• Wari: Publicly known as Jahpo's "big sister", she is actually a woman from 11,706 BCE and Jahpo's mother. Wari originally met and was helped by the girls when they jumped to Wari's original time period.[11] After some time, Wari was brought to the future by Dr. Braustein, in an effort to help protect Jahpo from the inherent dangers of 11,706 BCE. Wari spent some years hiding in Indonesia with Dr. Braustein as her "mother". She and Jahpo later returned to Cleveland where they reside in 2171 AD.[6]
  • Prioress: A commander in Jahpo's army who is romantically involved with Jahpo. She is killed during a battle on New Year's Eve in 1999/2000.[16][7][14]

Teenagers[edit]

The descendants of the Old-Timers, from the 71st century. They believe in the idea of altering history. Unlike the Old-Timers, teenagers do not have any rules regarding time-travel. They often seek the assistance of "locals" (people living in the present time) to provide them with information for the war effort.[7] They speak in a futuristic language that is only decipherable through translation gadgets.[4] They have the ability to clone humans.[17]

  • Heck and Naldo: Teenagers from the distant future. They are infected with a mysterious illness (possibly "4DC", a rare cancer that only affects time-travelers). Although they in speak in an unknown, futuristic language, they are able to use a translation stone to speak to "locals". They briefly transport Erin to their original time and help Erin heal her gunshot wound by using electronic bugs called iNsecs. They both later die from injuries sustained in a time jump after returning Erin to 1988.[18] Heck and Naldo were also responsible for the creation of Clone Erin.[17]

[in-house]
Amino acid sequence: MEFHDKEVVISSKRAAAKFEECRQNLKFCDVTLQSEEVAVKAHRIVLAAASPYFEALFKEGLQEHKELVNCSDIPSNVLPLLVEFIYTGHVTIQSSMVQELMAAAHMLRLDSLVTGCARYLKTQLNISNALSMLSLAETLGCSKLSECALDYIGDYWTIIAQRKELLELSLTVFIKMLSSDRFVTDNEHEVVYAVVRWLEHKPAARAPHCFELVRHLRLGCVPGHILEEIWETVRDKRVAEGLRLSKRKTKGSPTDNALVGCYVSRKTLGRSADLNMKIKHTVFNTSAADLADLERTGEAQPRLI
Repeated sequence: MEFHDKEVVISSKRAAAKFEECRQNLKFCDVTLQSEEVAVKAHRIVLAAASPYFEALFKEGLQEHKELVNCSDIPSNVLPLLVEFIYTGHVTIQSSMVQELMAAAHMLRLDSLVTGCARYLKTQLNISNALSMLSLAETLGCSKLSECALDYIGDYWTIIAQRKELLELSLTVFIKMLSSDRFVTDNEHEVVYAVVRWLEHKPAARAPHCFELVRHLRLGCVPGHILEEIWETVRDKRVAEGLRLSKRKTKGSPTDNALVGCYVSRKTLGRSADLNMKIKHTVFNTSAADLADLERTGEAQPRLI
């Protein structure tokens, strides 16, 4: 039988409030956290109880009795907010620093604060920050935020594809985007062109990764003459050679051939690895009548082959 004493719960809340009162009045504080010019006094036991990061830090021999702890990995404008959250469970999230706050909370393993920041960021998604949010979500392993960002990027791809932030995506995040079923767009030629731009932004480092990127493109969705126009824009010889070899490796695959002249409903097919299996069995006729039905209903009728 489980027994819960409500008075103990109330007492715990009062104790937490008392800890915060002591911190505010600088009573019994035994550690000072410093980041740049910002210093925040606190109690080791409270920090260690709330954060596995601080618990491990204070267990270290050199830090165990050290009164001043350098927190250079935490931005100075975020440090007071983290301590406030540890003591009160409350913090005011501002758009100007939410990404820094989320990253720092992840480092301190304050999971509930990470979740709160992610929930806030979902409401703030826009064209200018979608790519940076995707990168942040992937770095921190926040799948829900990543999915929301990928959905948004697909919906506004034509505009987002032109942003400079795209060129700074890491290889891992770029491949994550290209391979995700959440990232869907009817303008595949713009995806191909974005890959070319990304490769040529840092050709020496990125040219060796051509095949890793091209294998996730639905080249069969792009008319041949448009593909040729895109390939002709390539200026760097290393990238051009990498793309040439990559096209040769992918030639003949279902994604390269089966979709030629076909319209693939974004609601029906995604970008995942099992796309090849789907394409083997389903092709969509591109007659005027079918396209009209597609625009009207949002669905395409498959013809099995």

• Charlotte "Chuck" Spachefski: A baby boomer cartoonist whose work is featured in the Cleveland Preserver. She inherited the comic Frankie Tomatah from her father.[16][7] In 1958, she encountered Jude, a time-traveler from 70,000 AD who was hiding in her basement. It was Jude who taught her about "The Battle of the Ages" and how to protect herself from the Old-Timers. Charlotte learned the origin of "foldings" (rifts in time) and where to find them; this information allowed her to leave clues in her comics to aid the teenagers against the Old-Timers.[16][7] She attempts to kill the girls in 2000, though they escape.[7][14] She is later killed by an Old-Timer.[19]
  • Clone Erin (First Generation): The first clone of Erin. Originally from the 71st century, she travels back to 2016 in search of the girls. She alleges that the girls are important to the ongoing war between the teenagers and Old-Timers. She attempts to recruit them for the war effort, but the other girls mistrust her and manage to send her back to her original time.[17] However, unbeknownst to the girls, Clone Erin secretly tracks them through time. In 2171 AD, after tricking and luring the girls to her location, she scatters them to four separate time periods.[9]
  • Clone Erin (Unknown Generation): A "descendent" of the first Clone Erin. She meets Tiffany in the distant future beyond the 71st century and explains to her that the war ended some time prior, thanks to the efforts of the paper girls and the Teenagers.[10]